In my new Reason Magazine column I look at the economics of piracy. A solution:
In an ideal world, we would leave protection up to the owner of the water in question. But today no one really owns the waters where pirates operate. And if no one owns them, no one protects them. Usually governments exercise an implicit ownership of the waters off their coast, but the absence of credible government in Somalia bars that possibility. What’s more, today’s pirates also operate far from any coasts, in water that nobody claims.
If possible, it would be productive to find ways to privatize those pirate-infested seas. There are obvious difficulties, though not insurmountable ones, in the Somali case, where there’s no central government capable of conducting an auction. The alternative, a bottom-up homesteading approach, might end up granting the waters to the pirates themselves, but the best way to pacify the pirates may be to allow them formal ownership rights. In the long run, privately controlled waters would generate new solutions to the piracy problems. Former pirates, for example, could serve as escorts to commercial ships, not unlike the way retired hackers often emerge as computer security consultants.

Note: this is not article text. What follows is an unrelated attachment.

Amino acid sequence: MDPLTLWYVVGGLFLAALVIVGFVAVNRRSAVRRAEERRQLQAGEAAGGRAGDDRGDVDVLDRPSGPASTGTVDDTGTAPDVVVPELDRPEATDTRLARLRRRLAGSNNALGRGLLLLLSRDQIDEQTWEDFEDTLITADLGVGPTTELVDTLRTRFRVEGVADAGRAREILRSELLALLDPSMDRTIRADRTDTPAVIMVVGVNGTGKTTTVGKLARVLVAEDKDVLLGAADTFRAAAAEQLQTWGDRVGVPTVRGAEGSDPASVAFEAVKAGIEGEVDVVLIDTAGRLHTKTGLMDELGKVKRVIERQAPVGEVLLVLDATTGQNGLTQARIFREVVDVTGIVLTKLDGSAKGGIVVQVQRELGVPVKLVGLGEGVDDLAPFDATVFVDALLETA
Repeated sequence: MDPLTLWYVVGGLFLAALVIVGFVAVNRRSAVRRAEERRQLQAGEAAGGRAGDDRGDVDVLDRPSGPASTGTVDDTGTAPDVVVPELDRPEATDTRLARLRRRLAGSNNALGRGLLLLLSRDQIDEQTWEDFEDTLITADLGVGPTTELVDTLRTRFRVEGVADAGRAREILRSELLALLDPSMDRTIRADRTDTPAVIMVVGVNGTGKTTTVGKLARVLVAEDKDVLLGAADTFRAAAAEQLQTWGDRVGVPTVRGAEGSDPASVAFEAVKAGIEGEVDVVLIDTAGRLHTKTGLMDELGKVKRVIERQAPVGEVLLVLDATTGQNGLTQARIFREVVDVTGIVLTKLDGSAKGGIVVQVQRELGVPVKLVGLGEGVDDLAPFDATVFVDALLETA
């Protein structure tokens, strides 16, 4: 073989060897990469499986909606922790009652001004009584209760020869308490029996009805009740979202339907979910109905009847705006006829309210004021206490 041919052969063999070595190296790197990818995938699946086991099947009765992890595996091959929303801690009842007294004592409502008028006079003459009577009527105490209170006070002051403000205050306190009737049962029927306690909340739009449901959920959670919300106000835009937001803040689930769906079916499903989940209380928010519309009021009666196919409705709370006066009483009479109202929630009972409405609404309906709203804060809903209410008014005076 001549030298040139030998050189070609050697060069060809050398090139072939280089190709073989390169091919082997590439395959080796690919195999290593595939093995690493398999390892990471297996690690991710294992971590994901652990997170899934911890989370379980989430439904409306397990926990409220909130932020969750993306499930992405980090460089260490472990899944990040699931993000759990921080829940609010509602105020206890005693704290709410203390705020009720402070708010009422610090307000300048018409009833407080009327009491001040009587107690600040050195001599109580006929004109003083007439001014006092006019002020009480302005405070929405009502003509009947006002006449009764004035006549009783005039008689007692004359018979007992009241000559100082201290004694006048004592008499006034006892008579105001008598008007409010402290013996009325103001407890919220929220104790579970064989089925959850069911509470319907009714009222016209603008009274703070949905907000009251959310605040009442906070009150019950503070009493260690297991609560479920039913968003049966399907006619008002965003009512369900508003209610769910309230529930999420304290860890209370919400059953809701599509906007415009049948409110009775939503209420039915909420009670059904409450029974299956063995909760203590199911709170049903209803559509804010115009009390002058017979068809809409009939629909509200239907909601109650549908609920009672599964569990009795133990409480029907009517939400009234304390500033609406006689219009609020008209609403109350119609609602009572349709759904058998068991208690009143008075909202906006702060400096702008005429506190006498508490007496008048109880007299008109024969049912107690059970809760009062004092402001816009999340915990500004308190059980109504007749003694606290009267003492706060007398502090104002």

No matter what solution emerges, shipping companies, not taxpayers, would bear the costs of their own protection. That in itself is enough reason to start thinking creatively about privatization.
The whole thing here.